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OK DOC - Lexington Assessment & Reception Center (LARC)

State Prison

Last Updated: May 29, 2021
Address
15151 Hwy 39, Lexington, OK 73051-0260
Beds
1450
County
Cleveland
State - medium
Phone
405-527-5676
Fax
405-527-9892
Email
lxcc@doc.state.ok.us
Mailing Address
PO Box 260, Lexington, OK 73051-0260
Satellite View of OK DOC - Lexington Assessment & Reception Center (LARC)

OK DOC - Lexington Assessment & Reception Center (LARC) basic information to help guide you through what you can do for your inmate while they are incarcerated. The facility's direct contact number: 405-527-5676

The inmates housed at Lexington Reception Center located at 15151 Hwy 39 in Lexington, OK are placed according to their custody level (determined by a number of factors including the past criminal history and the length of their sentence). There are ample educational and vocational training programs for all inmates, especially ones that show a willingness to learn new things that will prepare them for a better life when they are released. The mission is to promote and prepare the offender to leave in better shape than when they arrived, giving them the best chance to never come back and thus lower the state's recidivism rate.

The Lexington Assessment & Reception Center (LSRC) is a multi-function, state-operated adult male correctional institution located in Lexington, OK. The institution has a capacity of 1,450 males. Lexington Assessment and Reception Center serves both as an intake and a long-term male facility.

The institution offers job opportunities for both medium and minimum security offenders. The minimum security offenders are assigned to the Prisoner Public Work Program (PPWP), five days a week for the following agencies: City of Noble, City of Lexington, Department of Mental Health, Oklahoma Correctional Industries, and Oklahoma Military Department - Heliport. The Lexington Career Tech Skills Center is located on the grounds of LARC. Students are from the medium security yard at LARC. The cabinet-making apprenticeship program trains workers to journeyman level in the cabinet making trade, covering all aspects of woodwork and design with an emphasis on safety in all aspects of the skill. Friends for Folks in conjunction with Second Chance animal rescue is a program designed to help long term offender's deal with their time. The offenders train dogs and donate them to local nursing homes as companion dogs.

Introduction

The Friends for Folks (FFF) Program, which trains dogs for placement with senior citizens, handicapped persons and private individuals has been in operation since 1990 at the medium-security prison, Lexington Assessment and Reception Center, in Lexington, Oklahoma. FFF has gained national and international recognition for the effectiveness of the program and has been featured on television programs such as Animal Planet. Visitors have come from as far away as China and Norway to view the program operation. The Oklahoma Department of Corrections provides staff supervision, training facilities and minimum funding. Most funding required for program operation comes from donations from grateful dog recipients and other sources such as Oklahoma State University. Dr. James Otto and Dr. Aaron Cline both practicing Veterinary Medicine in Norman, Oklahoma, generously donate veterinary care and/or basic animal health care instruction for Friends for Folks dog trainers as needed.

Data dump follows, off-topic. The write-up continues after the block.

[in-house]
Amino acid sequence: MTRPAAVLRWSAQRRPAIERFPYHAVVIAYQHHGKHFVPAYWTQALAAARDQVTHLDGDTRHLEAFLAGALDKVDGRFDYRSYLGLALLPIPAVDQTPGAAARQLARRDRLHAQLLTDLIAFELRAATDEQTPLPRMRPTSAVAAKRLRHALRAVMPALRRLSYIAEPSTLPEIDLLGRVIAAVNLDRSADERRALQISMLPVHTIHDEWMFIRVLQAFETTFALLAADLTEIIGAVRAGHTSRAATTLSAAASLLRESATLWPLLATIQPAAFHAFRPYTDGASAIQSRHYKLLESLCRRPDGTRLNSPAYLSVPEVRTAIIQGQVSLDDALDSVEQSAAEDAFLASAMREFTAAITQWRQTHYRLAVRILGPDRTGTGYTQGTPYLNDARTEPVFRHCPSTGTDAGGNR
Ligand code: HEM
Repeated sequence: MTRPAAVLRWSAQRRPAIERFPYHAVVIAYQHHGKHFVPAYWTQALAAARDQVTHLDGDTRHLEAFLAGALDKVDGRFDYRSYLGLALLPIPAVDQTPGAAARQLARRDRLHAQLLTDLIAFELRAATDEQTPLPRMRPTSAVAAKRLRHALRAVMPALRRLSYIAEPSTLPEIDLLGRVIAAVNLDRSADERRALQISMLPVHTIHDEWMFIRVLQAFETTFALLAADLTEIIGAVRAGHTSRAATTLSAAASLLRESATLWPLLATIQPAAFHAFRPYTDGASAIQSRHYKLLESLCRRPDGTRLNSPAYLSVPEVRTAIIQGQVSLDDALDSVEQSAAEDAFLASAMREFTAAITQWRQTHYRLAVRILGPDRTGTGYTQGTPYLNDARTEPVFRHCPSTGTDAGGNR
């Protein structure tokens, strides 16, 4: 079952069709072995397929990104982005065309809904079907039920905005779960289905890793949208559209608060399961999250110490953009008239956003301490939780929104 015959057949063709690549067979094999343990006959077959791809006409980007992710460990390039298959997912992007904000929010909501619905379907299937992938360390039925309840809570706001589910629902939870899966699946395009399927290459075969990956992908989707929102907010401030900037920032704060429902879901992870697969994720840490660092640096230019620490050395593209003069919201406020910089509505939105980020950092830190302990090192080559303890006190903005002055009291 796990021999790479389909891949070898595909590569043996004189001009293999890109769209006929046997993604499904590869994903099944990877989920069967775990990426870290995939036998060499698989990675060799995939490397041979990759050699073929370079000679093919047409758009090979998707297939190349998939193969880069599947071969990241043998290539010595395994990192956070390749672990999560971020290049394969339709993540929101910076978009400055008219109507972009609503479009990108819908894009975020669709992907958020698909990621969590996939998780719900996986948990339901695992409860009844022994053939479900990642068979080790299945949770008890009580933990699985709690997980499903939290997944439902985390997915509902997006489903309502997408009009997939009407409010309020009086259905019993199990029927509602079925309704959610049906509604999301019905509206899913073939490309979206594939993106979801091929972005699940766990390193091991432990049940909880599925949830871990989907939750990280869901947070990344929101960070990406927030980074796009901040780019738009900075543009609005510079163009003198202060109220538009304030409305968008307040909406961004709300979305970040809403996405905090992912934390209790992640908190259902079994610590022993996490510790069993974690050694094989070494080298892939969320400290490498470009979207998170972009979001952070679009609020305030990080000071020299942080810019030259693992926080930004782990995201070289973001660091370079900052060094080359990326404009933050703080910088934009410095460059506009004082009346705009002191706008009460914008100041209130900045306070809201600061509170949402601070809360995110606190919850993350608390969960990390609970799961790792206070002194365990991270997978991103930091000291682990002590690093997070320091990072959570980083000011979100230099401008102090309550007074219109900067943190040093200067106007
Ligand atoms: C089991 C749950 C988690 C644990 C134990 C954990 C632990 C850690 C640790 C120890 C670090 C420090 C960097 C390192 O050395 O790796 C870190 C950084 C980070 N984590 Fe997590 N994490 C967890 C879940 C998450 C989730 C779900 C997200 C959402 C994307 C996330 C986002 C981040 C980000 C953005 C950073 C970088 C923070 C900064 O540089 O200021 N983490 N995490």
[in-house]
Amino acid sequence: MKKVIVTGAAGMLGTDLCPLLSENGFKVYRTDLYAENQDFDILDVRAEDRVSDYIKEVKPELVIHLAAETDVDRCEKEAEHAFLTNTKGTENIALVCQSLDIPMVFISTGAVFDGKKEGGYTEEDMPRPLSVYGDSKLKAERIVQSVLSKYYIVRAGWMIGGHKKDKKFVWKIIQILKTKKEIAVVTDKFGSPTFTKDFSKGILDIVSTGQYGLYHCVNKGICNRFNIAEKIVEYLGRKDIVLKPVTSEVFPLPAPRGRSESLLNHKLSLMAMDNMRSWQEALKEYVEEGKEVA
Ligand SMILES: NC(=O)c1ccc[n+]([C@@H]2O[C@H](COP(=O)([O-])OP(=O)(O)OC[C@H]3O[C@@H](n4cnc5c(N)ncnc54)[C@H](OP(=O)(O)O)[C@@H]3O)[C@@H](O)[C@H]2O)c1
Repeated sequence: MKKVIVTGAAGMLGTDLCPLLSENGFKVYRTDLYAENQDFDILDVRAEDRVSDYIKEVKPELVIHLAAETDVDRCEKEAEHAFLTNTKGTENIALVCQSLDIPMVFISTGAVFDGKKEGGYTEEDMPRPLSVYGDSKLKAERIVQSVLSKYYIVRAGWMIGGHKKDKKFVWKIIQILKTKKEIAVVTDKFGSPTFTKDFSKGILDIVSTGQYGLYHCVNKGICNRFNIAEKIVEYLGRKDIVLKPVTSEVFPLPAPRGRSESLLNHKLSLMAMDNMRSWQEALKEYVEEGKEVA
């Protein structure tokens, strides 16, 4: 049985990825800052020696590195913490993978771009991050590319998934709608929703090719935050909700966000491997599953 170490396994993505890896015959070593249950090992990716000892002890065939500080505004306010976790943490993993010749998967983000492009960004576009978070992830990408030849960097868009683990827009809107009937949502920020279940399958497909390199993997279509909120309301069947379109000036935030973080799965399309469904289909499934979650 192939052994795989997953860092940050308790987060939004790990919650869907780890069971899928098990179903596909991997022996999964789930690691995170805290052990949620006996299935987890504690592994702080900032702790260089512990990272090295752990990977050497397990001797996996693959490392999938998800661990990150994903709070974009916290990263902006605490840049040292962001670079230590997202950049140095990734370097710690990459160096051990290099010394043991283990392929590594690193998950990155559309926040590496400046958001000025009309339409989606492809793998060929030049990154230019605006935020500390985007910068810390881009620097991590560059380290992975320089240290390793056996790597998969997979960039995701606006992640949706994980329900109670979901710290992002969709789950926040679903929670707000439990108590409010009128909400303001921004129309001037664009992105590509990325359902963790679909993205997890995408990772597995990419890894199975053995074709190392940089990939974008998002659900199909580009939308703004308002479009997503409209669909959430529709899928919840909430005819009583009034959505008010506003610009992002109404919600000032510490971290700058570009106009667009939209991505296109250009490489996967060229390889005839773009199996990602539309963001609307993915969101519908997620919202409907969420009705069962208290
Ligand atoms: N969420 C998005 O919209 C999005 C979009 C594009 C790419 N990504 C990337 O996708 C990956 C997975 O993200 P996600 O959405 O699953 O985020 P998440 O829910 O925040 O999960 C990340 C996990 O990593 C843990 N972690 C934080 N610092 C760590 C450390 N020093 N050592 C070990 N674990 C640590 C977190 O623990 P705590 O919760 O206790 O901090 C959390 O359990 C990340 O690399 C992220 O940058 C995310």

Training Program

Training mainly consists of basic obedience. Here is an example of some of the basic commands.

Heel, which teaches the dog to walk on the left side of the handler without leading or lagging.
Sit, which teaches the dog to sit on command.
Down, teaches the dog to lay down on command.
Stay, teaches the dog to stay in position until a release command is given.
If time permits, some are taught tricks and other commands such as “Off” or “Go to Bed.”

There are currently two primary aspects to the program.

The first type of dog is received from Second Chance Sanctuary, a no-kill animal sanctuary in Norman, Oklahoma (www.secondchancenorman.com), Dogs as Family (www.dogsasfamily.com) and various other rescue organizations throughout Oklahoma. These dogs have typically been victims of abuse or neglect and require substantial patience, care, and training in order to become suitable for placement with senior citizens or nursing homes. When training is complete and the animal passes rigorous testing, they are matched with the person(s) most compatible with the dog. By providing a senior citizen with a “friend”, we believe that it increases their desire to live, helps them cope with loneliness, and gives them a conduit to express affection. The dog becomes a companion to be petted, pampered and cared for which oftentimes eases feelings of grief over the loss of spouses, family members or friends.

The second type of dog is received from private citizens who want to have their personal dog trained in basic on-leash and off-leash obedience. This training is for short periods of time, most often one month, and is called “High-Intensity Training”(HIT). When the training is complete, the dog-owners are amazed at the transformation accomplished in their dog. They are very appreciative of the training which would cost upwards of $300.00 or more at a private dog training facility.

Other Benefits of the Program

In addition to the benefits for senior citizens, servicemen and women, hearing impaired persons, mentally handicapped individuals as well as animals rescued from neglect and abuse, there is also a tremendous benefit to the offender population.